In dealing with advanced economies like Japan, Germany, and the EU, another critical factor is at work against us.

Since the Kennedy Round of trade negotiations, 50 years ago, international trade deals have reduced tariffs to insignificance.

But our trade rivals have replaced the tariffs with value-added taxes on imports from the USA. Even to belong to the EU, a country must have a VAT of at least 15 percent.

As Kevin Kearns of the U.S. Business and Industry Council writes, Europeans have replaced tariffs on U.S. goods with a VAT on U.S. goods, while rebating the VAT on Europe’s exports to us.

Some 160 countries impose VAT taxes. Along with currency manipulation, this is how European and Asian protectionists stick it to the Americans, whose armed forces have defended them for 60 years.

We lose at trade negotiations, even before we sit down at the table, because our adversaries declare their VAT nonnegotiable. And we accept it.

Trump has to persuade Congress to deal him and our trade negotiators our own high cards, without our having to go to the WTO and asking, “Mother, may I?”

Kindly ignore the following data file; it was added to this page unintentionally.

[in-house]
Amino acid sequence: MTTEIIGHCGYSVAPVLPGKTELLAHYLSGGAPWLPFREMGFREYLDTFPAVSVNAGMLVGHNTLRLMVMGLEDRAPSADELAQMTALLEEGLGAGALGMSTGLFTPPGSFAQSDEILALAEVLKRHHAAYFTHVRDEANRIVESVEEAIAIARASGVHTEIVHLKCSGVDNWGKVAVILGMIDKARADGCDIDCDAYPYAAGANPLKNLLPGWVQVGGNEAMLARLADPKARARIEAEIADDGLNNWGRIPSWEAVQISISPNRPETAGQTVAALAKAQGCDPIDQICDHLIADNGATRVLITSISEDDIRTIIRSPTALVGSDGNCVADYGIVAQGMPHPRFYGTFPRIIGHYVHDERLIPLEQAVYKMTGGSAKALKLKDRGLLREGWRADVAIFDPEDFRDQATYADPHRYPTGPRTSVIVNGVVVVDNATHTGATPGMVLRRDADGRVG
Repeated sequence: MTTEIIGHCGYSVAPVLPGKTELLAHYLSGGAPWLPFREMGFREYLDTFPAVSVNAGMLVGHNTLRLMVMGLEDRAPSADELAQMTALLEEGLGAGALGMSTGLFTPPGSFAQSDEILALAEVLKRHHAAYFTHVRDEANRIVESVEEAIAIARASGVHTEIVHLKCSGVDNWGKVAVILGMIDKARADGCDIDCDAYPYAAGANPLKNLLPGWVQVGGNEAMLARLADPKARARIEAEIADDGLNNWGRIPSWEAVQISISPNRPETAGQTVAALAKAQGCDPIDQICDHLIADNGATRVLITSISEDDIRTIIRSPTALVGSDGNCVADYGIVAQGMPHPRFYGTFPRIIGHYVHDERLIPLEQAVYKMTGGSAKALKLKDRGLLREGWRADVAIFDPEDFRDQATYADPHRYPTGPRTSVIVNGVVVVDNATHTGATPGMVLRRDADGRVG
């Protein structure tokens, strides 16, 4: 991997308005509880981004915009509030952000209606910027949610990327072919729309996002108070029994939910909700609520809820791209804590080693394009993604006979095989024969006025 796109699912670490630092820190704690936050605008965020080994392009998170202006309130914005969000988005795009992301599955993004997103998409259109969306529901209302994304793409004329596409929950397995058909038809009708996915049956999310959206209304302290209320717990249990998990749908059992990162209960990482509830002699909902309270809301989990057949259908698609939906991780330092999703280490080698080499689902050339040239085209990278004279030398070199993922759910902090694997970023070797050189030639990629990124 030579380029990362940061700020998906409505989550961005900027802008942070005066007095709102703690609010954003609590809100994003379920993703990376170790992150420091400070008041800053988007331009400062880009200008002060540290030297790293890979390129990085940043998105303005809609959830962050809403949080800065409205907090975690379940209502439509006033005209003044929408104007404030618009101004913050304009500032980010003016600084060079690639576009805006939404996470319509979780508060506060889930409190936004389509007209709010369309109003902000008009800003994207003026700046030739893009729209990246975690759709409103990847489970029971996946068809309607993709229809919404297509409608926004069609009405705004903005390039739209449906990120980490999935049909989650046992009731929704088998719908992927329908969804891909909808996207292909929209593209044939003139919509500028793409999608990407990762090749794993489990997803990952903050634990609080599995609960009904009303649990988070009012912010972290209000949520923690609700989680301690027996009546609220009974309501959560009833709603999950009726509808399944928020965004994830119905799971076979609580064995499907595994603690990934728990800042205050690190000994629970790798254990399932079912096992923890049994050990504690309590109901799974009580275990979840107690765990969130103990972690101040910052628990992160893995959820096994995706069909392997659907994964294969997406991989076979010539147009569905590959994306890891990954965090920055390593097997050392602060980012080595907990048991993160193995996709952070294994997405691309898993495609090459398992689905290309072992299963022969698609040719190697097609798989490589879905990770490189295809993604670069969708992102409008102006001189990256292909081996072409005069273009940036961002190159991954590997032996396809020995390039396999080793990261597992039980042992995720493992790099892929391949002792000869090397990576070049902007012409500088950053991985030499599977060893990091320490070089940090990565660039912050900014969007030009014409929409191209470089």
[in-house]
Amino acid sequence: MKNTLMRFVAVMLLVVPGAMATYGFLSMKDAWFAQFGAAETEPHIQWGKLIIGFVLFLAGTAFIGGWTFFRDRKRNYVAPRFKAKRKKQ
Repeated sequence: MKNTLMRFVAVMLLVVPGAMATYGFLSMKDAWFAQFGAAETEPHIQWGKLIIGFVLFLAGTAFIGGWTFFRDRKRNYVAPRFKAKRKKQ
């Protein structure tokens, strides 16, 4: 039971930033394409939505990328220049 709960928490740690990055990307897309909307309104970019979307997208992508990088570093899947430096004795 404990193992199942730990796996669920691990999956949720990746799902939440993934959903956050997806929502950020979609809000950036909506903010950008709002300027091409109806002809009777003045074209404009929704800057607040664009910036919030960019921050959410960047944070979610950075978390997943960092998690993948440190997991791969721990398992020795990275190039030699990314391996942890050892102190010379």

Like this writer, Kearns argues for an 18 percent VAT on all goods and services entering the United States. All tax revenue raised by the VAT–hundreds of billions–should be used to reduce U.S. taxes, beginning by ending the income tax on small business and reducing to the lowest rate in the advanced world the U.S. corporate income tax.

The price of foreign-made goods in U.S. stores would rise, giving a competitive advantage to goods made in America. And with a border VAT of 18 percent, every U.S. corporate executive would have to consider the higher cost of leaving the United States to produce abroad.

Every foreign manufacturer, to maintain free access to the U.S. market of $17 trillion, greatest on earth, would have to consider shifting production–factories, technology, jobs–to the USA.

The incentive to produce abroad would diminish and disappear. The incentive to produce here would grow correspondingly.

Inversions–U.S. companies seeking lower tax rates by moving to places like Ireland–would end. Foreign companies and banks would be clamoring to get into the United States.